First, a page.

The company reported total revenues of $27.7 million, with growth in its consumables business but a drop in instrument revenues from the prior year's first quarter.
The financing will go toward continued development of its MultiPath technology to rapidly identify hospital infections and determine their antibiotic susceptibility.
Kypha develops tests for monitoring immune status and inflammation, while Biosensia's RapiPlex system can run simultaneous multiplex testing up to 24 analytes.
Collaborators said that the test is accurate and reliable for the rapid detection of the most common gram-positive bacteria responsible for bloodstream infections.
Amplidiag CarbaR+MCR detects the main carbapenemase-producing organisms and colistin resistance markers. Novidiag Bacterial GE+ identifies the most common enteric pathogens.
In a training subset of the larger cohort, the company was able to develop classifiers that detected many cancers while minimizing false positives.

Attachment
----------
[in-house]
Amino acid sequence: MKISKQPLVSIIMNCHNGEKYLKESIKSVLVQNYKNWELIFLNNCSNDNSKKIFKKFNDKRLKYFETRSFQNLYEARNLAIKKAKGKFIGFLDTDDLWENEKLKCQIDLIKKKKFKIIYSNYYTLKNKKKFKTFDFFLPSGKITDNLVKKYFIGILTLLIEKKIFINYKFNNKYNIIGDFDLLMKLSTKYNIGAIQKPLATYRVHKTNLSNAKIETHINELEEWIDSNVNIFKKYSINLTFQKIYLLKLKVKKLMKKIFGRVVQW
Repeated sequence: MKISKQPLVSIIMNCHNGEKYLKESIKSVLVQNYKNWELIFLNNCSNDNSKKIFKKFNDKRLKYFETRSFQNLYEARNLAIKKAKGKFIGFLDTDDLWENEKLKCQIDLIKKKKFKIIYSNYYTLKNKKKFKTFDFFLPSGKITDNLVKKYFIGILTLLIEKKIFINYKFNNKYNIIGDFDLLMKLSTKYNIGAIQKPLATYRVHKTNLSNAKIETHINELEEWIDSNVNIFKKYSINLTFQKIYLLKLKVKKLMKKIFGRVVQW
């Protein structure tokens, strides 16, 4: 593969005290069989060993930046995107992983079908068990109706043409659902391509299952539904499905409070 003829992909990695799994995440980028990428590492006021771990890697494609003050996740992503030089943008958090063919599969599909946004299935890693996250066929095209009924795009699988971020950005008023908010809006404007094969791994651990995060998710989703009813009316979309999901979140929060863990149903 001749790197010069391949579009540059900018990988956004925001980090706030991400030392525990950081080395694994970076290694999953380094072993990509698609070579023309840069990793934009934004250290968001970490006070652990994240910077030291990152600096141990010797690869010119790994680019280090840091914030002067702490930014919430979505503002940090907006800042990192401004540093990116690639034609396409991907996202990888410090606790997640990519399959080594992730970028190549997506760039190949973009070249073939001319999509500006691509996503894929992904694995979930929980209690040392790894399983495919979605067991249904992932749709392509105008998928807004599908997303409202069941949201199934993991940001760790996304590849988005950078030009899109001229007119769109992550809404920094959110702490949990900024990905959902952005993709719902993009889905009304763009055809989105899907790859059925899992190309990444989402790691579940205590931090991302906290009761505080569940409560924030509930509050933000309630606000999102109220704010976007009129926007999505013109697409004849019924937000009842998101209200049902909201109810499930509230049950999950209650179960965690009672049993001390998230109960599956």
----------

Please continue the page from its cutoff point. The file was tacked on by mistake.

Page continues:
The Phase II contract is for the further development of a portable multiplexed immunoassay system that would deliver a panel of host response biomarker results.
The firm has partnered with the University of Surrey to validate and potentially commercialize a test that detects mRNA biomarkers from patient urine samples.
In the longer term, the two firms plan to use PlexBio's multiplexing technology to develop a full menu of infectious disease assays.
The two companies are entering a partnership to introduce diagnostic tests using NanoString's nCounter technology in Japan, beginning with a lymphoma assay.